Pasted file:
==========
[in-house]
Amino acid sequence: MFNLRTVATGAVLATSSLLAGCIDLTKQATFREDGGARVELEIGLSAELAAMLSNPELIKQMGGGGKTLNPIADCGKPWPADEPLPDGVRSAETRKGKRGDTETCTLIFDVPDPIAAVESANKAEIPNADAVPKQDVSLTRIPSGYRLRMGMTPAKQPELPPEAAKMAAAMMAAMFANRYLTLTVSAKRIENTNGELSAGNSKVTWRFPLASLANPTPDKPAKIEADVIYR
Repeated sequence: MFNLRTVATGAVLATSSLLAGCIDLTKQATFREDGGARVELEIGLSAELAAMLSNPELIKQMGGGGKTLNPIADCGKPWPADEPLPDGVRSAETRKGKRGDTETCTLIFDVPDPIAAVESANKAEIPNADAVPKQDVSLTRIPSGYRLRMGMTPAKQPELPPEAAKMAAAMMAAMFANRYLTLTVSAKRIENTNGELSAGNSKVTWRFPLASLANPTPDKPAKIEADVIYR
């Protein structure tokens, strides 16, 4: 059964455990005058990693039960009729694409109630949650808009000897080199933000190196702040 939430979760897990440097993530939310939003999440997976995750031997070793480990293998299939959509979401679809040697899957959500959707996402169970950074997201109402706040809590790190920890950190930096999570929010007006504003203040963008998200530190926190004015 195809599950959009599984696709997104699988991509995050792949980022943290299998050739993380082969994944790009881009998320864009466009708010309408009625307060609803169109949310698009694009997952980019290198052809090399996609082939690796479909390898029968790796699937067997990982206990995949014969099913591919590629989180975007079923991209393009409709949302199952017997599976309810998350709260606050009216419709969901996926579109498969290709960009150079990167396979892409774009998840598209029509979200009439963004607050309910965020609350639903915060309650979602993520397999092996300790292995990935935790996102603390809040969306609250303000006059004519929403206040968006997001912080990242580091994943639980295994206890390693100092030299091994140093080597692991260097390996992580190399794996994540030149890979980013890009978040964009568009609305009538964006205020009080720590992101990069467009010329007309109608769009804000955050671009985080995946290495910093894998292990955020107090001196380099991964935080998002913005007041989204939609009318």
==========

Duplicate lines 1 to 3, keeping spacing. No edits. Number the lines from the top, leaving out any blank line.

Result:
[in-house]
Amino acid sequence: MFNLRTVATGAVLATSSLLAGCIDLTKQATFREDGGARVELEIGLSAELAAMLSNPELIKQMGGGGKTLNPIADCGKPWPADEPLPDGVRSAETRKGKRGDTETCTLIFDVPDPIAAVESANKAEIPNADAVPKQDVSLTRIPSGYRLRMGMTPAKQPELPPEAAKMAAAMMAAMFANRYLTLTVSAKRIENTNGELSAGNSKVTWRFPLASLANPTPDKPAKIEADVIYR
Repeated sequence: MFNLRTVATGAVLATSSLLAGCIDLTKQATFREDGGARVELEIGLSAELAAMLSNPELIKQMGGGGKTLNPIADCGKPWPADEPLPDGVRSAETRKGKRGDTETCTLIFDVPDPIAAVESANKAEIPNADAVPKQDVSLTRIPSGYRLRMGMTPAKQPELPPEAAKMAAAMMAAMFANRYLTLTVSAKRIENTNGELSAGNSKVTWRFPLASLANPTPDKPAKIEADVIYR